WOODSTOCK – Valley Hi Nursing Home is working to improve its plans to deal with infection control in the wake of a state investigation that concluded that the plans’ deficiencies led to a scabies outbreak.
The Illinois Department of Public Health report, dated July 20, concluded that not only were residents of the county-run nursing home not isolated despite having rashes, but also that cases of the very contagious disease may have started appearing long before the initial report.
“Based on observation, interview and record review, the facility failed to have an effective infection control program to identify, monitor and contain the spread of a communicable disease between residents and staff,” the report stated. “This failure resulted in the spread of a communicable skin rash to 27 residents.”
Six of the cases as of Thursday morning have been positively identified as Norwegian scabies, McHenry County Department of Health Administration Manager Joseph Gugle said. Norwegian, or crusted, scabies is a severe form of the disease caused by an infestation of the skin by the human itch mite – its victims have thick crusts of skin that contain large numbers of the mites and their eggs. Scabies is spread by both direct person-to-person contact and through contamination of clothing, bedding and furniture.
Valley Hi has until Monday to submit a corrective action plan, and about another month to correct the deficiencies identified in the state report, facility Administrator Tom Annarella said. That will include beefing up its existing policy on infectious diseases.
“The facility is going to review its current infection control policies and procedures, and revise them to include more specific directions on handling skin-related rashes,” Annarella said.
Valley Hi notified the health department June 30 of the issue, and confirmed the first case the following day. Annarella ordered the facility closed to new residents and to visitors, and a treatment plan was implemented for all residents and staff. But the report concluded in part that measures in controlling the spread were inadequate.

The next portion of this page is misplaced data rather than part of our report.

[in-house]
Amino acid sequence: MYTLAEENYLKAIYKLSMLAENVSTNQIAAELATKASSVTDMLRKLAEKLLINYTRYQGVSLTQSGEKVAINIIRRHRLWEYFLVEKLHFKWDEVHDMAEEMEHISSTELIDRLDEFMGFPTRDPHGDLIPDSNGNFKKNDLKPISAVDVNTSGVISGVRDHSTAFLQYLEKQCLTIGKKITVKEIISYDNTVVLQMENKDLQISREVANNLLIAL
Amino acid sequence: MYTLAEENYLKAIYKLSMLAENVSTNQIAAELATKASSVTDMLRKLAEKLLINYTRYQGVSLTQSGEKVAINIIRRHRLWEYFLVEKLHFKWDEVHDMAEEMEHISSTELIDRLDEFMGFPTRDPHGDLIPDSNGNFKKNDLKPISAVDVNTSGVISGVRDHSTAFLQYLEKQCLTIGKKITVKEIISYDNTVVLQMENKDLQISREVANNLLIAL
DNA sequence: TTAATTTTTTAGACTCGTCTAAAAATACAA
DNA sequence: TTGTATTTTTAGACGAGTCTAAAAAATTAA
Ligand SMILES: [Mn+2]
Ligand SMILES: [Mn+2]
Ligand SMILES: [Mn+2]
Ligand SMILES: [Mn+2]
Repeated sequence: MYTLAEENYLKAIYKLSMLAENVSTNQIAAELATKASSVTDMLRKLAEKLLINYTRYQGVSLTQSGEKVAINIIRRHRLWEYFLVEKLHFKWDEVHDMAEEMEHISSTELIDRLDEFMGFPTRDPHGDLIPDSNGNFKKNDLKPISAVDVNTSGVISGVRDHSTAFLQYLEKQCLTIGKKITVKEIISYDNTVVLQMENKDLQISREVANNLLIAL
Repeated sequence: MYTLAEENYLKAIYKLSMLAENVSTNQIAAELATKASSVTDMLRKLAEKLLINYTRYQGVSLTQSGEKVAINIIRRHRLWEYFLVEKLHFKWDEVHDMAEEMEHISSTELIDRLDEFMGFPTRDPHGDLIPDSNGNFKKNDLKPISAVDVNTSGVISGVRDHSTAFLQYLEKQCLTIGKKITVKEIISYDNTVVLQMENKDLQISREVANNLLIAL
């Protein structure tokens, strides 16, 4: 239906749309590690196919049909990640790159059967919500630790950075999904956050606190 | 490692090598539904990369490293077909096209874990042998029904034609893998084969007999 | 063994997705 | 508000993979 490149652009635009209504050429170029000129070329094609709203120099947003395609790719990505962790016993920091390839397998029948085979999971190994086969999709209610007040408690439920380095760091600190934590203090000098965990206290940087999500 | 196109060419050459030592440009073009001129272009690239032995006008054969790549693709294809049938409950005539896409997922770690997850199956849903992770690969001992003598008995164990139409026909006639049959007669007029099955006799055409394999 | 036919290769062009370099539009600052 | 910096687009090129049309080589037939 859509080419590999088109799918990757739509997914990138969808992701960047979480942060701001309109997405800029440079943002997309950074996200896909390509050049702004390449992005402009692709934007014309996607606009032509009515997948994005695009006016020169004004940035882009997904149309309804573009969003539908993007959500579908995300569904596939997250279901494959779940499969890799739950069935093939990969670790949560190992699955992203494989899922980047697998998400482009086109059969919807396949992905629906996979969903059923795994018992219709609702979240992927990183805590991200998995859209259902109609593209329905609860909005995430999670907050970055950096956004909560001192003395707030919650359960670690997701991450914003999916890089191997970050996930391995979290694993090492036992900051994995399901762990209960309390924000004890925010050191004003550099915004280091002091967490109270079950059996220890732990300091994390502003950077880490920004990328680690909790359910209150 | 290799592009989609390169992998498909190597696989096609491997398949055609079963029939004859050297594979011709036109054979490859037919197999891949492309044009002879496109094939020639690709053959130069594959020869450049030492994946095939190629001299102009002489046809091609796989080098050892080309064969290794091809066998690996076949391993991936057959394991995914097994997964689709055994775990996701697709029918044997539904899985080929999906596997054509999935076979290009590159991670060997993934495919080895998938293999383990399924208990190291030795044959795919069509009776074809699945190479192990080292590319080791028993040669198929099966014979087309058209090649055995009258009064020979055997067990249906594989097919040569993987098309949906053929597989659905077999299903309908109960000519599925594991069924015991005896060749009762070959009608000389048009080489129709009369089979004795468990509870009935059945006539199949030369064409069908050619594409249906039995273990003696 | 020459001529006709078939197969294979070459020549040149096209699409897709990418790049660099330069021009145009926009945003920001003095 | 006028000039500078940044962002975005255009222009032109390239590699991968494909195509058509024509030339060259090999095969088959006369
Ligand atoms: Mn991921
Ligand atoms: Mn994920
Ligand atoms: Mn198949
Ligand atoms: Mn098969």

Investigators who visited the facility July 1 found that a number of residents with “red rashes and notable itching” were in a dining room eating the evening meal, with one “vigorously scratching her head” while being assisted to eat. What’s more, the state report concluded that scabies may have been a problem weeks or even months earlier.
An unidentified care plan coordinator quoted in the report told investigators that Valley Hi “has had residents with rashes for some time.” A nursing director said that a few residents had been treated before the June 30 report, but that the county health department was not notified because the cases were considered isolated and not an outbreak. A facility log indicated that one resident’s rash started last October.
Annarella said that the epidemiology indicates that scabies likely was introduced to the home in March, but that Valley Hi’s medical director disagrees with the idea that it came any earlier. He also said that the outbreak does not mean that all rashes seen before that point had to be scabies.
Nursing homes, extended-care facilities, prisons and other crowded places where close skin contact is frequent are common sites of scabies outbreaks, according to the U.S. Centers for Disease Control and Prevention. Norwegian scabies is most common with the elderly, the disabled and people with compromised immune systems.
“If the first case happened in October, by the time you hit June, nearly a year later, it would be full-blown across the house,” Annarella said.
But to Cary resident Christy Wagner, whose mother-in-law and uncle live in Valley Hi, the report validated what she said she had reported for weeks prior. She told both the Valley Hi Operating Board and the McHenry County Board that she had alerted staff to her mother-in-law’s rash and terrible discomfort, as well as the apparent scratching of other residents, in early June. Wagner has to wear a gown and gloves to see her mother-in-law, who still is in isolation.
She has called the outbreak a preventable one caused by a “failure to connect obvious dots” and inadequate communication – she alleged that several members of the operating board that oversee the home first learned of the outbreak by reading about it in the newspaper or being turned away.
“It’s our family’s hope that, going forward, there will be much better communication between staff and administration, working together so patient welfare as well as staff health, is a priority. That’s what they’re there for,” Wagner said.
Annarella praised Valley Hi’s staff for its response to the outbreak, and said the home will learn from its mistakes.
“We’ve taken all of the concerns brought forth very seriously, and we’re working on an even stronger program to prevent this from happening in the future,” Annarella said.